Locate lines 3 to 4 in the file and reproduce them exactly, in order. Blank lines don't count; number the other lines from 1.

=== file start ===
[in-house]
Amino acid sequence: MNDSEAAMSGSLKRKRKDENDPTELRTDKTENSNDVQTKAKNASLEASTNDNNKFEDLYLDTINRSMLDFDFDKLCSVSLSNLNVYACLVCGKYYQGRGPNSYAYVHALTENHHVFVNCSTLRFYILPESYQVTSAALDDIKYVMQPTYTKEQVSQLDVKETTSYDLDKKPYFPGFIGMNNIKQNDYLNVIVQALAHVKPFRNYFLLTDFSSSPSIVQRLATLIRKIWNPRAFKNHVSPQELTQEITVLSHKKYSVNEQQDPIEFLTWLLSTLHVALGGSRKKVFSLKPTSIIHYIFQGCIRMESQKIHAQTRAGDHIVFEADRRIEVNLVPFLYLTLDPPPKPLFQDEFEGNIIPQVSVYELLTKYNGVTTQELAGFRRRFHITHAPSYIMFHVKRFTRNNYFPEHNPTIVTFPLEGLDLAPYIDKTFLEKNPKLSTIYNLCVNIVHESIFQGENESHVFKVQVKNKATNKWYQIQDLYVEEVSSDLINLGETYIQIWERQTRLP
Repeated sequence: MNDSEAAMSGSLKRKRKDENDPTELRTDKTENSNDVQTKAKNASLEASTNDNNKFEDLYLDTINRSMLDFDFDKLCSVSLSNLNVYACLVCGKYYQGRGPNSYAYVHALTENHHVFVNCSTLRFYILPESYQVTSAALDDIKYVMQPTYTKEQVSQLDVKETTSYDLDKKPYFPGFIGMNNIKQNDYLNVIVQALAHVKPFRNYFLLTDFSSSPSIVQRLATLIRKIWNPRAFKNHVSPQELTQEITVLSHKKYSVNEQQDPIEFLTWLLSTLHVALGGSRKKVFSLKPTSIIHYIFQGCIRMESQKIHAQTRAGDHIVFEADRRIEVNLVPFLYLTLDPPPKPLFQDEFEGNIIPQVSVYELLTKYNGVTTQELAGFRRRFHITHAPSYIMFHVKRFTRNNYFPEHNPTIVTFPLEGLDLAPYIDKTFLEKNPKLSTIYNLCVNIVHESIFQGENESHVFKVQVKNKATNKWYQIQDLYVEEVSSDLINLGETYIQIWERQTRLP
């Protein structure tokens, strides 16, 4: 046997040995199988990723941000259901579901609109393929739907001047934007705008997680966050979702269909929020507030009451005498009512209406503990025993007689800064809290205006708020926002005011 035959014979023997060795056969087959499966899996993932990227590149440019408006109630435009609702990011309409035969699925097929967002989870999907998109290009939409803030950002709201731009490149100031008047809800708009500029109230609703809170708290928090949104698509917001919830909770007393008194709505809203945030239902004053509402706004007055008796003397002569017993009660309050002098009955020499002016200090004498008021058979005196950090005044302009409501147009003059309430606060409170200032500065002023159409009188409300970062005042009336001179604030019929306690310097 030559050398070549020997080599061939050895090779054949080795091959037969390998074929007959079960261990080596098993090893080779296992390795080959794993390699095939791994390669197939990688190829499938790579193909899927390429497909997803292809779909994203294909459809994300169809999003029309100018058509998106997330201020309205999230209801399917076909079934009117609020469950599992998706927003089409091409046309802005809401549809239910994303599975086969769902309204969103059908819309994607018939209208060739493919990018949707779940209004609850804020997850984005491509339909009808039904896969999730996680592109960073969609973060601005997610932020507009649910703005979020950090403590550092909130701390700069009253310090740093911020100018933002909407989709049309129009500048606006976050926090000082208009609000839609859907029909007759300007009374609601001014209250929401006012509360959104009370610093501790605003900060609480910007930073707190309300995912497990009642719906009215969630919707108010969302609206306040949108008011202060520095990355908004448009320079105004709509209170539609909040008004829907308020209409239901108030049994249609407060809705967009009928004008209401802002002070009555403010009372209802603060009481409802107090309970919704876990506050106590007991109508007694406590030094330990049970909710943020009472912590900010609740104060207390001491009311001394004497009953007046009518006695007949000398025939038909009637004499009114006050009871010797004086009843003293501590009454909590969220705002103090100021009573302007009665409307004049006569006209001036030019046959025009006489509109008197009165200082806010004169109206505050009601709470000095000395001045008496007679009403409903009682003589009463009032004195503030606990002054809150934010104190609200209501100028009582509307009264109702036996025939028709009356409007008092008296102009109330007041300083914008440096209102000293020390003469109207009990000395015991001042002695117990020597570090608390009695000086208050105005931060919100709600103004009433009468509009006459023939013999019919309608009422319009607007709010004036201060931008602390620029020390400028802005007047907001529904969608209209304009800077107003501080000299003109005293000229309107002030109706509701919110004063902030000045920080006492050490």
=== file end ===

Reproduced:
Repeated sequence: MNDSEAAMSGSLKRKRKDENDPTELRTDKTENSNDVQTKAKNASLEASTNDNNKFEDLYLDTINRSMLDFDFDKLCSVSLSNLNVYACLVCGKYYQGRGPNSYAYVHALTENHHVFVNCSTLRFYILPESYQVTSAALDDIKYVMQPTYTKEQVSQLDVKETTSYDLDKKPYFPGFIGMNNIKQNDYLNVIVQALAHVKPFRNYFLLTDFSSSPSIVQRLATLIRKIWNPRAFKNHVSPQELTQEITVLSHKKYSVNEQQDPIEFLTWLLSTLHVALGGSRKKVFSLKPTSIIHYIFQGCIRMESQKIHAQTRAGDHIVFEADRRIEVNLVPFLYLTLDPPPKPLFQDEFEGNIIPQVSVYELLTKYNGVTTQELAGFRRRFHITHAPSYIMFHVKRFTRNNYFPEHNPTIVTFPLEGLDLAPYIDKTFLEKNPKLSTIYNLCVNIVHESIFQGENESHVFKVQVKNKATNKWYQIQDLYVEEVSSDLINLGETYIQIWERQTRLP
């Protein structure tokens, strides 16, 4: 046997040995199988990723941000259901579901609109393929739907001047934007705008997680966050979702269909929020507030009451005498009512209406503990025993007689800064809290205006708020926002005011 035959014979023997060795056969087959499966899996993932990227590149440019408006109630435009609702990011309409035969699925097929967002989870999907998109290009939409803030950002709201731009490149100031008047809800708009500029109230609703809170708290928090949104698509917001919830909770007393008194709505809203945030239902004053509402706004007055008796003397002569017993009660309050002098009955020499002016200090004498008021058979005196950090005044302009409501147009003059309430606060409170200032500065002023159409009188409300970062005042009336001179604030019929306690310097 030559050398070549020997080599061939050895090779054949080795091959037969390998074929007959079960261990080596098993090893080779296992390795080959794993390699095939791994390669197939990688190829499938790579193909899927390429497909997803292809779909994203294909459809994300169809999003029309100018058509998106997330201020309205999230209801399917076909079934009117609020469950599992998706927003089409091409046309802005809401549809239910994303599975086969769902309204969103059908819309994607018939209208060739493919990018949707779940209004609850804020997850984005491509339909009808039904896969999730996680592109960073969609973060601005997610932020507009649910703005979020950090403590550092909130701390700069009253310090740093911020100018933002909407989709049309129009500048606006976050926090000082208009609000839609859907029909007759300007009374609601001014209250929401006012509360959104009370610093501790605003900060609480910007930073707190309300995912497990009642719906009215969630919707108010969302609206306040949108008011202060520095990355908004448009320079105004709509209170539609909040008004829907308020209409239901108030049994249609407060809705967009009928004008209401802002002070009555403010009372209802603060009481409802107090309970919704876990506050106590007991109508007694406590030094330990049970909710943020009472912590900010609740104060207390001491009311001394004497009953007046009518006695007949000398025939038909009637004499009114006050009871010797004086009843003293501590009454909590969220705002103090100021009573302007009665409307004049006569006209001036030019046959025009006489509109008197009165200082806010004169109206505050009601709470000095000395001045008496007679009403409903009682003589009463009032004195503030606990002054809150934010104190609200209501100028009582509307009264109702036996025939028709009356409007008092008296102009109330007041300083914008440096209102000293020390003469109207009990000395015991001042002695117990020597570090608390009695000086208050105005931060919100709600103004009433009468509009006459023939013999019919309608009422319009607007709010004036201060931008602390620029020390400028802005007047907001529904969608209209304009800077107003501080000299003109005293000229309107002030109706509701919110004063902030000045920080006492050490």